If you have hearing aids, you should be able to hear, right? When your hearing aid stops doing its job, it can be extremely frustrating. The good news is, with regular maintenance, your hearing aids should be up to the job.
Go over this list before you do anything hasty. It might be time to come in and talk with us if you find it isn’t one of these ordinary problems. For instance, your hearing aids might need recalibration, or your hearing could have changed.
Potential Pitfall: Low Batteries
While hearing aid batteries have gotten significantly smaller and lifespans are getting better, the batteries still have to be replaced occasionally or recharged. That means that it’s essential to maintain your hearing aids’ batteries. If it seems like the sound is diminishing or cutting in and out, check your battery first.
The fix: Keep ‘em Fresh
Investing in a battery tester, particularly if you like to stock up, is a worthwhile idea. Even if you keep batteries sealed until you need to use them, always a smart idea, they have a limited shelf life, and so the last batteries in that giant pack you purchased months ago probably won’t maintain a charge as long as the first few did. Another trick: When you open new batteries, wait 5 minutes before installing them. This can help the batteries last longer by allowing the zinc to become active.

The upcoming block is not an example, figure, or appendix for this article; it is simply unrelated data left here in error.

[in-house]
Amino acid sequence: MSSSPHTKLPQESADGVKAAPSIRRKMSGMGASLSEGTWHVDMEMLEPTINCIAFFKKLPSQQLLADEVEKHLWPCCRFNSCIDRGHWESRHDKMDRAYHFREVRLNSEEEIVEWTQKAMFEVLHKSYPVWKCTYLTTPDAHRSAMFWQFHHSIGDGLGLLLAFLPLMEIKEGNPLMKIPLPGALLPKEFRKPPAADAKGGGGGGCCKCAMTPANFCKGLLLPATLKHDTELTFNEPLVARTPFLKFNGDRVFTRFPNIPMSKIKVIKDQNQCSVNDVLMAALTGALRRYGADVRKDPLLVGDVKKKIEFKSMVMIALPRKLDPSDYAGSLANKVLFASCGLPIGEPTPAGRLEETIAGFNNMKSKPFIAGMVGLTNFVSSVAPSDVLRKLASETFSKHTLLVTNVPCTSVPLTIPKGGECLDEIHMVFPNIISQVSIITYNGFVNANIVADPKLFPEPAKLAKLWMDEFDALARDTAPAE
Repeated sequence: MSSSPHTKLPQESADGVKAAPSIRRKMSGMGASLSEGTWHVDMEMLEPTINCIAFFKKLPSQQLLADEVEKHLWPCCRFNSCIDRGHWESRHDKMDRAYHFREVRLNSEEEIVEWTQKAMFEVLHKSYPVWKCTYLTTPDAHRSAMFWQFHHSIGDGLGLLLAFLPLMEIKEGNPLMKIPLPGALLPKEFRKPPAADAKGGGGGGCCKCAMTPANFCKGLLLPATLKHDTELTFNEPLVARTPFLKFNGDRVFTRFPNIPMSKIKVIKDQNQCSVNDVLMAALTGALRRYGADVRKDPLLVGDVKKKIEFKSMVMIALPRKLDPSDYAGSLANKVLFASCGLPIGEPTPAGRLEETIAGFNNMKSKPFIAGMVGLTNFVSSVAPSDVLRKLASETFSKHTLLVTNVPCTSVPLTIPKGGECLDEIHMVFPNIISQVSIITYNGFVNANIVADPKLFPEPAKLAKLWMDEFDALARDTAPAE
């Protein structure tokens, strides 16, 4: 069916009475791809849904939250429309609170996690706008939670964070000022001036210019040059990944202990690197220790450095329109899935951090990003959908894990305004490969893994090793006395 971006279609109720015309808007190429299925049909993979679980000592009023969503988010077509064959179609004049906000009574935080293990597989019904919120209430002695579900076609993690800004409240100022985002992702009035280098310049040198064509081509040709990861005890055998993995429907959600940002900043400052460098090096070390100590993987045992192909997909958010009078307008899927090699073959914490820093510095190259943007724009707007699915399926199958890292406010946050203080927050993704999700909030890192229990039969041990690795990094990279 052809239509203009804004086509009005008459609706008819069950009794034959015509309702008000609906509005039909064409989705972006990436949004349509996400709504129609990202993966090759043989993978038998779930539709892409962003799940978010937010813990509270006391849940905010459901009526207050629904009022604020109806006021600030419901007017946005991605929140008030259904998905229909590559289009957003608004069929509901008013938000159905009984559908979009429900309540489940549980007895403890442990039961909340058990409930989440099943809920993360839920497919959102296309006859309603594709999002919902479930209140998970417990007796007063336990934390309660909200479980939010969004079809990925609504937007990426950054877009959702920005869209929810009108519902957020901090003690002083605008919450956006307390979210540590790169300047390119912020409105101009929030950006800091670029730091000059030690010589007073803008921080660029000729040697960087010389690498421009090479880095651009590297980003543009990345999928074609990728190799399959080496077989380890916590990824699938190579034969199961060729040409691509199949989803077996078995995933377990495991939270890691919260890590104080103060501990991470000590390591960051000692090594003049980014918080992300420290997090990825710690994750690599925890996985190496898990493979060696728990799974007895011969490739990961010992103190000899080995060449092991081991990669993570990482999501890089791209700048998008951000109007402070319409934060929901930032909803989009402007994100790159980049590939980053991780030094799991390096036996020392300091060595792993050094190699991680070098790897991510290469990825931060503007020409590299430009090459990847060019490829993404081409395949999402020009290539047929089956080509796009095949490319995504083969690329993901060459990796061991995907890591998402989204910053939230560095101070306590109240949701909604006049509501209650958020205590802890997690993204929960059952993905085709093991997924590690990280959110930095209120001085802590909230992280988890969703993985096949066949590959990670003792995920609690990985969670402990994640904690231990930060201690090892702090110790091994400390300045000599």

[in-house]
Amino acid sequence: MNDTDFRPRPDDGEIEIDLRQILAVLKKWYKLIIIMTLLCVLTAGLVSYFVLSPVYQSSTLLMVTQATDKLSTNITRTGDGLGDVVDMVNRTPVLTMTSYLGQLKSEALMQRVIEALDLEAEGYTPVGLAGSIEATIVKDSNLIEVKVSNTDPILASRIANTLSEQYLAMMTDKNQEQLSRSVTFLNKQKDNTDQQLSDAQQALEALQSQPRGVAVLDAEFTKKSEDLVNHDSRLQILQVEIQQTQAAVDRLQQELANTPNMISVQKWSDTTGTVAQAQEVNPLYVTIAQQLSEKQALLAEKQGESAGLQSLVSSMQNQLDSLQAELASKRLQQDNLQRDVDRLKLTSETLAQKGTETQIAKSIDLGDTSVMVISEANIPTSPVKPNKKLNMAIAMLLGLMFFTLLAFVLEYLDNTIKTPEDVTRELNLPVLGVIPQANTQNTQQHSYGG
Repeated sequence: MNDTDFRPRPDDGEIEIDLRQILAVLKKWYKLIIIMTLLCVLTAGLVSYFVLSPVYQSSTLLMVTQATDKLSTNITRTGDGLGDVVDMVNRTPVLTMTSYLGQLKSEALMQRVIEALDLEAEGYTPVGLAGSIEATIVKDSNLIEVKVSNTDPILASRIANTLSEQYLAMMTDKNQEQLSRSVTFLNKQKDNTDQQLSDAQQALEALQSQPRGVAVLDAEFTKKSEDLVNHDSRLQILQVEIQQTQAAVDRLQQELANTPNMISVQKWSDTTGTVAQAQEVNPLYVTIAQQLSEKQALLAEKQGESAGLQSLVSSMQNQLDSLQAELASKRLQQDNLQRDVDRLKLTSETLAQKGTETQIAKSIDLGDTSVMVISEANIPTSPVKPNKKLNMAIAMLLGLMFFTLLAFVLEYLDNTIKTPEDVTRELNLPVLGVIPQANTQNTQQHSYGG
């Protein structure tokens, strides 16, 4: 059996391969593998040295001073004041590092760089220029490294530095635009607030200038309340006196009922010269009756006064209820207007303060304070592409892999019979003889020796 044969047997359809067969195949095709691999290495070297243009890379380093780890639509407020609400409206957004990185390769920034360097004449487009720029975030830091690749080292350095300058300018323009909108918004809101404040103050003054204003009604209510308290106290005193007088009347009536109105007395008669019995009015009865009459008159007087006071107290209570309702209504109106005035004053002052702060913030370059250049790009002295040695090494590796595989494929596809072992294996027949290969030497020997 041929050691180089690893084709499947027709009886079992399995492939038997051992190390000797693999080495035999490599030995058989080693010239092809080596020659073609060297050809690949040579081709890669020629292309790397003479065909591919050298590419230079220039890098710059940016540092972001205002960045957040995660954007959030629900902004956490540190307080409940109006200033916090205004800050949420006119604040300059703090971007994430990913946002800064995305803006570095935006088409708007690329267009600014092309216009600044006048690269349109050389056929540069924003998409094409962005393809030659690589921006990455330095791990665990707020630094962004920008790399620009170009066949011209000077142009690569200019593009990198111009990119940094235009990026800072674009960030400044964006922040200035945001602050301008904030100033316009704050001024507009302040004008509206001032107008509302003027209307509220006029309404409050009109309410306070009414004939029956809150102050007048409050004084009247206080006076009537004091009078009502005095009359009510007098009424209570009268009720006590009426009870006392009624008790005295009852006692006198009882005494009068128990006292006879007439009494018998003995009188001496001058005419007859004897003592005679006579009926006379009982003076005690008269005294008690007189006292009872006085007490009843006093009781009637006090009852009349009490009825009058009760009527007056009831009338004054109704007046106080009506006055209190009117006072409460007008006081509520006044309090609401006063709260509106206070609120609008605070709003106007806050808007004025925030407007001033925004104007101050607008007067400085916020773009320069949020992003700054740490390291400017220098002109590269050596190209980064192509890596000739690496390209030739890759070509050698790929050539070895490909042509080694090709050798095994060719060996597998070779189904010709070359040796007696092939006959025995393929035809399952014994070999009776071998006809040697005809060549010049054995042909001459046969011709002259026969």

Potential Pitfall: Gross Things Like Wax And Grime
Your hearing aids will gather dirt and debris no matter how clean you keep your ears and if you have problems hearing you’re most likely more conscientious about earwax. You may find yourself with a dirt issue if sounds seem slightly off or distorted.
The fix: Clean ‘em Out—And Keep Them Clean!
There are plenty of products on the market specifically for cleaning hearing aids, but you can DIY it with items you already have around the house. You can use a microfiber cloth, like the kind you use to clean your cellphone or glasses, to wipe your hearing aid down after disassembling it.
You can help stop your hearing aids from accumulating excess grime by employing basic hygiene practices. Clean and dry your hands before you handle your hearing aids, and remove them while you’re doing anything, such as washing up, styling your hair, or even shaving, that might put them at risk of being spritzed, sprayed, or splashed.
Potential Pitfall: Trapped Moisture
Moisture can wreak havoc on hearing aids, and it doesn’t take very much to do so (think working up a sweat, not deep-sea diving). Even humidity in the air can be an issue, blocking up the hearing aid’s air vents or draining faster. Problems ranging from distortion to static or even crackling may happen depending on how much moisture has gotten in. They might even appear to quit altogether.
The fix: Keep Them Dry
Be certain that when you store your hearing aids, you open the battery door; and if you’re taking them out for longer than overnight, take out the batteries entirely. It takes almost no effort and guarantees that air can circulate, and any captured moisture can escape.
Store hearing aids in a cool, dry spot. The bedroom is a practical spot, skip the kitchen or bathroom. Storing them in the bathroom may seem convenient but there’s just too much moisture. If you live in a humid climate, you may want to consider investing in a hearing aid storage box. More expensive versions plug in, but less expensive models use desiccants or gels (yes, like those “throw away do not eat” packets you find in the box when you buy shoes) to take in moisture.
If you’ve tried all of these and none of them are helping then it might be time for you to give us a call.